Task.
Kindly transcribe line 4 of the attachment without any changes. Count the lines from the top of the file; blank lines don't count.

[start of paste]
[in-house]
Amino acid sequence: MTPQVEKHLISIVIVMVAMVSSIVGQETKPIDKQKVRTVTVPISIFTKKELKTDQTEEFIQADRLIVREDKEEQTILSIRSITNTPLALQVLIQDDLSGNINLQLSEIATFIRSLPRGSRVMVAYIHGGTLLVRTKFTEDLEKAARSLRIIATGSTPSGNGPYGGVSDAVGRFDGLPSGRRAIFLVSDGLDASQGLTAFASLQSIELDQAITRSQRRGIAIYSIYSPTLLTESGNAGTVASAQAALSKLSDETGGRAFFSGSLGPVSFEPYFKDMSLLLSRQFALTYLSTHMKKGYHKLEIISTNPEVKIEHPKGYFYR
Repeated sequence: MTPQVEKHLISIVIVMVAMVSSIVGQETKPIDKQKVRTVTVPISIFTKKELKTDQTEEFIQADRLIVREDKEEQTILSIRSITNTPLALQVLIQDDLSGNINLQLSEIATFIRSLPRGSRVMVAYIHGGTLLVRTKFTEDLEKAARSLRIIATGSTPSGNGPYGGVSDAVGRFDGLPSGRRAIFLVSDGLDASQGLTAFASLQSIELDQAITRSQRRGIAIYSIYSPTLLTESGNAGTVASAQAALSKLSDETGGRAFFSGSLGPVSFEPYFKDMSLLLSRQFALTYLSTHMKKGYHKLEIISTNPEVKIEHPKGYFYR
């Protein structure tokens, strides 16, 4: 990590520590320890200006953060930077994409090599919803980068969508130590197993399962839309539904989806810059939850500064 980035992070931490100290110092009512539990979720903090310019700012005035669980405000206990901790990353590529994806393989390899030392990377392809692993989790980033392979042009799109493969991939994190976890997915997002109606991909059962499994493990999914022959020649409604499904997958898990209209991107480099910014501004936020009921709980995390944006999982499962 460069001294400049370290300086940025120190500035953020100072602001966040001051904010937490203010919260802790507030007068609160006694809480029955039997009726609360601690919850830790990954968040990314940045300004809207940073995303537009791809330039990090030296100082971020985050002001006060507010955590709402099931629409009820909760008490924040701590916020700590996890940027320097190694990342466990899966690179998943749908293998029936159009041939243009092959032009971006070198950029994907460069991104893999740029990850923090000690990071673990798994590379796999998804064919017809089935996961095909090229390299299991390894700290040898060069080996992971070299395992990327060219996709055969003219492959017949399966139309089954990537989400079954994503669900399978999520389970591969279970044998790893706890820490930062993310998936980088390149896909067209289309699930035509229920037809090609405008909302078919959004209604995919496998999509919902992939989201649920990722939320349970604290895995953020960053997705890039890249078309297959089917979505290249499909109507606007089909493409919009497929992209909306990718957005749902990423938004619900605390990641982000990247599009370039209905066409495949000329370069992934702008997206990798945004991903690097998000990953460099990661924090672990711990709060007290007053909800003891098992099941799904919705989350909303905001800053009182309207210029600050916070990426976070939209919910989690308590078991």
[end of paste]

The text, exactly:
């Protein structure tokens, strides 16, 4: 990590520590320890200006953060930077994409090599919803980068969508130590197993399962839309539904989806810059939850500064 980035992070931490100290110092009512539990979720903090310019700012005035669980405000206990901790990353590529994806393989390899030392990377392809692993989790980033392979042009799109493969991939994190976890997915997002109606991909059962499994493990999914022959020649409604499904997958898990209209991107480099910014501004936020009921709980995390944006999982499962 460069001294400049370290300086940025120190500035953020100072602001966040001051904010937490203010919260802790507030007068609160006694809480029955039997009726609360601690919850830790990954968040990314940045300004809207940073995303537009791809330039990090030296100082971020985050002001006060507010955590709402099931629409009820909760008490924040701590916020700590996890940027320097190694990342466990899966690179998943749908293998029936159009041939243009092959032009971006070198950029994907460069991104893999740029990850923090000690990071673990798994590379796999998804064919017809089935996961095909090229390299299991390894700290040898060069080996992971070299395992990327060219996709055969003219492959017949399966139309089954990537989400079954994503669900399978999520389970591969279970044998790893706890820490930062993310998936980088390149896909067209289309699930035509229920037809090609405008909302078919959004209604995919496998999509919902992939989201649920990722939320349970604290895995953020960053997705890039890249078309297959089917979505290249499909109507606007089909493409919009497929992209909306990718957005749902990423938004619900605390990641982000990247599009370039209905066409495949000329370069992934702008997206990798945004991903690097998000990953460099990661924090672990711990709060007290007053909800003891098992099941799904919705989350909303905001800053009182309207210029600050916070990426976070939209919910989690308590078991």